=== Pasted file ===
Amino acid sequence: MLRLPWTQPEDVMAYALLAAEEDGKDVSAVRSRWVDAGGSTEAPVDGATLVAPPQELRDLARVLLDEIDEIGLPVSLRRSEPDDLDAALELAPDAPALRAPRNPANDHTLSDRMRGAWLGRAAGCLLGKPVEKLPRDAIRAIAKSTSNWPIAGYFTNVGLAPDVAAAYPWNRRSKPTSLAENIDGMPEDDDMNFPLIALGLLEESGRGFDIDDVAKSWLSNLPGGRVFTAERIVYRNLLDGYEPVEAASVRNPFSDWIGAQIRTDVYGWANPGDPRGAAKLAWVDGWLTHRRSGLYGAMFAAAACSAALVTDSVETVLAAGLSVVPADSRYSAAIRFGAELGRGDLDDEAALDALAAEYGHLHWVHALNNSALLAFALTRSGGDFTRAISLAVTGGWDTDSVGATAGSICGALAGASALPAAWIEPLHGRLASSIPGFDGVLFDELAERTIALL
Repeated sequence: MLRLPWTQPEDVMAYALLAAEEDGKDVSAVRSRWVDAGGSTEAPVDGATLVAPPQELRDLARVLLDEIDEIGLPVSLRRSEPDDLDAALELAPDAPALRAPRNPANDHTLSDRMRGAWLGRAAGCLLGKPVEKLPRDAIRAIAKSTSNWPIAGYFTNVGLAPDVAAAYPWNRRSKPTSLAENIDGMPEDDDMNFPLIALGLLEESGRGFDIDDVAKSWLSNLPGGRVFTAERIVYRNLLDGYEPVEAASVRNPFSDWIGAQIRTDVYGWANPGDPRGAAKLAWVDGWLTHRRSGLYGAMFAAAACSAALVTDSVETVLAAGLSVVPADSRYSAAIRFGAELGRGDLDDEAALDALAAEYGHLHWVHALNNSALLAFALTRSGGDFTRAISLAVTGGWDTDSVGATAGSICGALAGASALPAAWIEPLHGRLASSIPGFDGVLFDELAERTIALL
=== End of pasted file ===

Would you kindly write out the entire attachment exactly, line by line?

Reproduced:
Amino acid sequence: MLRLPWTQPEDVMAYALLAAEEDGKDVSAVRSRWVDAGGSTEAPVDGATLVAPPQELRDLARVLLDEIDEIGLPVSLRRSEPDDLDAALELAPDAPALRAPRNPANDHTLSDRMRGAWLGRAAGCLLGKPVEKLPRDAIRAIAKSTSNWPIAGYFTNVGLAPDVAAAYPWNRRSKPTSLAENIDGMPEDDDMNFPLIALGLLEESGRGFDIDDVAKSWLSNLPGGRVFTAERIVYRNLLDGYEPVEAASVRNPFSDWIGAQIRTDVYGWANPGDPRGAAKLAWVDGWLTHRRSGLYGAMFAAAACSAALVTDSVETVLAAGLSVVPADSRYSAAIRFGAELGRGDLDDEAALDALAAEYGHLHWVHALNNSALLAFALTRSGGDFTRAISLAVTGGWDTDSVGATAGSICGALAGASALPAAWIEPLHGRLASSIPGFDGVLFDELAERTIALL
Repeated sequence: MLRLPWTQPEDVMAYALLAAEEDGKDVSAVRSRWVDAGGSTEAPVDGATLVAPPQELRDLARVLLDEIDEIGLPVSLRRSEPDDLDAALELAPDAPALRAPRNPANDHTLSDRMRGAWLGRAAGCLLGKPVEKLPRDAIRAIAKSTSNWPIAGYFTNVGLAPDVAAAYPWNRRSKPTSLAENIDGMPEDDDMNFPLIALGLLEESGRGFDIDDVAKSWLSNLPGGRVFTAERIVYRNLLDGYEPVEAASVRNPFSDWIGAQIRTDVYGWANPGDPRGAAKLAWVDGWLTHRRSGLYGAMFAAAACSAALVTDSVETVLAAGLSVVPADSRYSAAIRFGAELGRGDLDDEAALDALAAEYGHLHWVHALNNSALLAFALTRSGGDFTRAISLAVTGGWDTDSVGATAGSICGALAGASALPAAWIEPLHGRLASSIPGFDGVLFDELAERTIALL